In 1935, the Spokane police regularly extorted sex, food, and money from the reluctant hobos (many of them displaced farmers who had fled the midwestern dust bowls), robbed dairies, and engaged in all manner of nefarious crimes, including murder. This history was suppressed until 1989, when former logger, Vietnam vet, and Spokane cop Tony Bamonte discovered a strange 1955 deathbed confession while researching a thesis on local law enforcement history.
Bamonte began to probe what had every appearance of widespread police crime and a massive cover-up whose highlight was the unsolved murder of Town Marshall George Conff. The fact that many of those involved - now in their 80s and 90s - were still alive made it imperative that Bamonte unravel this mystery. The result is Breaking Blue, a white-knuckle ride through institutional corruption and cover-up that vividly documents Depression-era Spokane and an extraordinary case that few believed would ever be brought to light.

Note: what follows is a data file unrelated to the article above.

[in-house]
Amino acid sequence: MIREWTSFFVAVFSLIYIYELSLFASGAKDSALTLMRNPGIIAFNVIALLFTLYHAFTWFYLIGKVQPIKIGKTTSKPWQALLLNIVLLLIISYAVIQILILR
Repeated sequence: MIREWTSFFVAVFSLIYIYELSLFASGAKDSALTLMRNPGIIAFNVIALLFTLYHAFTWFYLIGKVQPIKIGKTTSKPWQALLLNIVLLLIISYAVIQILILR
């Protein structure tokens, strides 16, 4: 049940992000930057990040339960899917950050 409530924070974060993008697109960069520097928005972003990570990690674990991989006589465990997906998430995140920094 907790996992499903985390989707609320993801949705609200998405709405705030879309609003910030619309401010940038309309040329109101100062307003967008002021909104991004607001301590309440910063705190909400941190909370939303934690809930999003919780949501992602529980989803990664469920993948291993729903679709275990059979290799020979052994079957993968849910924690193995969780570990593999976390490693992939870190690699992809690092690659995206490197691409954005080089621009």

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- Brian Ward
narrator takes you back to the dustbowl and you feel like you are living in the area throughout its good and bad times. this would be an excellent blockbuster movie with all its twists and turns. I really feel for the sheriff and the Marshalls family.
- R. Smith
Excellent! Highly Recommended.
Timothy Egan is a hell of a good writer and very smart guy. He wraps his thoroughly researched narratives inside the fascinating times and places in which those stories are set.
Breaking Blue is every bit as engrossing as two of his other books, The Big Burn and The Worst Hard Times.
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